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The paradox of trust - why people trust too little and why people trust too much Seminar

School of Psychology
Time:
16:00 - 17:30
Date:
4 November 2010
Venue:
School of Psychology, Room 3095, Shackleton Building (Building 44), University of Southampton, Highfield, Southampton, SO17 1BJ

For more information regarding this seminar, please telephone Barbara Seiter on +44 (0) 23 8059 5578 or email b.seiter@southampton.ac.uk .

Event details

A talk by Professor Detlef Fetchenhauer, Department of Economic and Social Psychology, University of Cologne.

Imagine the following experimental paradigm, in which two persons (Person A and Person B) interact with each other under conditions of total anonymity: Person A are given $5 from the experimenter and they have two alternatives what to do with this money. They can either keep this money for sure. Or they can give that $5 to Person B. If Person A hand over their money, the experimenter adds another $15. Thus, in this case Person B is getting a total amount of $20. Then, Person B have two alternatives. They can either keep all the $20 for themselves, or they can split the money evenly between themselves and Person A.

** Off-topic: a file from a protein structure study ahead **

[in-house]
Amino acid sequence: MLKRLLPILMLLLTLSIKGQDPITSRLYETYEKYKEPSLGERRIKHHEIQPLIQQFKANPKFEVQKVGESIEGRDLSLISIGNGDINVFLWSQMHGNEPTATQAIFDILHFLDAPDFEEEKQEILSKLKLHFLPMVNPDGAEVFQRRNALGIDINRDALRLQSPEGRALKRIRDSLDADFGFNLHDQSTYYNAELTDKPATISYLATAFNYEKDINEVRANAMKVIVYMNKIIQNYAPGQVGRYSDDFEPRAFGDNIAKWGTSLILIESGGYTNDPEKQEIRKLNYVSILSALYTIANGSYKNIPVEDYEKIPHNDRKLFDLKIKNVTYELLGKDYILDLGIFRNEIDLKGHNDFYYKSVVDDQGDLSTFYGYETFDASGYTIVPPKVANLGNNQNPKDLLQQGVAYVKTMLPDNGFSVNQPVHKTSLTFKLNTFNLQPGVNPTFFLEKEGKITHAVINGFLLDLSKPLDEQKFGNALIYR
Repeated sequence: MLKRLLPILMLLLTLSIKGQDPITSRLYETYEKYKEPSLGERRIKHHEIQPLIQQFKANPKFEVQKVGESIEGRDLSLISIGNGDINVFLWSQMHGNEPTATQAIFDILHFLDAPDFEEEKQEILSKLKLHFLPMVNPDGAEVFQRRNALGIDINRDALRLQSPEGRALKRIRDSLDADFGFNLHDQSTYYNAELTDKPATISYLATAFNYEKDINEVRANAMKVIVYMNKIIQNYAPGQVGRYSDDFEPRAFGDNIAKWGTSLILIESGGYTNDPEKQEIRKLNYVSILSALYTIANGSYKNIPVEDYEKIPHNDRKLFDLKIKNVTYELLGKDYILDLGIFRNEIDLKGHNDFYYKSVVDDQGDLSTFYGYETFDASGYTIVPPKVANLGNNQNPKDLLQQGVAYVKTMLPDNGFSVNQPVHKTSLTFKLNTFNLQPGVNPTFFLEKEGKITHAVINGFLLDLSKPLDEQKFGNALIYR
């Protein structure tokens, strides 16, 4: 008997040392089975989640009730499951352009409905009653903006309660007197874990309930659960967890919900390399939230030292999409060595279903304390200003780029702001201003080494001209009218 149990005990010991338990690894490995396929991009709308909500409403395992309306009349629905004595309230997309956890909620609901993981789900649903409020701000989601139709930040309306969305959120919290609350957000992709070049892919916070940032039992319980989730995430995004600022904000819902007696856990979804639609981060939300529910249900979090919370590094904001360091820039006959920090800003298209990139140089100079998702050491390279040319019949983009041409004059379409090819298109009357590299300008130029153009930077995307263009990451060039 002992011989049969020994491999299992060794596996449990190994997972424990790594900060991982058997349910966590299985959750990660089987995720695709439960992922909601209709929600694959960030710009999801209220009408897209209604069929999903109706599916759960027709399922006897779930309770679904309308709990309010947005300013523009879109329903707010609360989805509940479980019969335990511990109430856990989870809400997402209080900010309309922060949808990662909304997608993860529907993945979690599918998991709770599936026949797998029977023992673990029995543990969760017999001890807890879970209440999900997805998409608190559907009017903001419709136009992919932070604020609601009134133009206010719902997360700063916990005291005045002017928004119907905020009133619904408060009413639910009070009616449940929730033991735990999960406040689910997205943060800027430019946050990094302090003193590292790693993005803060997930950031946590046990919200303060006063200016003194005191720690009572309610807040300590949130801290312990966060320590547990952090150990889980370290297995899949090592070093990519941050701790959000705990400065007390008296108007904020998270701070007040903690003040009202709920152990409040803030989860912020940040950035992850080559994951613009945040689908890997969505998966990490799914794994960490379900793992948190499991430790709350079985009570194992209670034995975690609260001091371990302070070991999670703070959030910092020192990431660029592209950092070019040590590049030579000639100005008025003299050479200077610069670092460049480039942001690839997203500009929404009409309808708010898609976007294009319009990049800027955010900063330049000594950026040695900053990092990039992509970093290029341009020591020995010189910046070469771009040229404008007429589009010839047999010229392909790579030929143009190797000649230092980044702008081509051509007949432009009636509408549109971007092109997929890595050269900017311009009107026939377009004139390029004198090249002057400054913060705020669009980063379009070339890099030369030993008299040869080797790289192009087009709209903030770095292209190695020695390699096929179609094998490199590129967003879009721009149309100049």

Being in the position of Person A, what would you do? Would you trust that other person or would you rather keep the $5 for yourself? If you were Person B and Person A handed over his or her $5 to you, would you keep all the $20 or would you split the money evenly? What do you guess, out of a 100 Person B, how many would turn out to be trustworthy in such a paradigm?

This paradigm is called a binary trust game and has been investigated by many social scientists from different disciplines (e.g. economics, psychology, sociology) in the last years.

In our own research we mainly focus on the cognitions, feelings and decisions of Person A. What do they think and feel when making their decisions and what determines their ultimate decisions?

Our results over nearly a dozen of studies consistently show that Person A heavily underestimate the percentage of trustworthy Person B in that paradigm (i.e., they are highly cynical about their fellow participants). Nonetheless, a majority of participants hand over their money to Person B when being in the position of Person A.

In my talk I will outline possible explanations for these findings and ways in which we have empirically tested these different explanations.

Tea will be served beforehand at 15:45 in room 3096 (iZone room).

Speaker information

Professor Detlef Fetchenhauer, Department of Economic and Social Psychology, University of Cologne, Germany. Interests: Determinants of prosocial and antisocial behaviour; How laypeople perceive the economy; Evolutionary Psychology.

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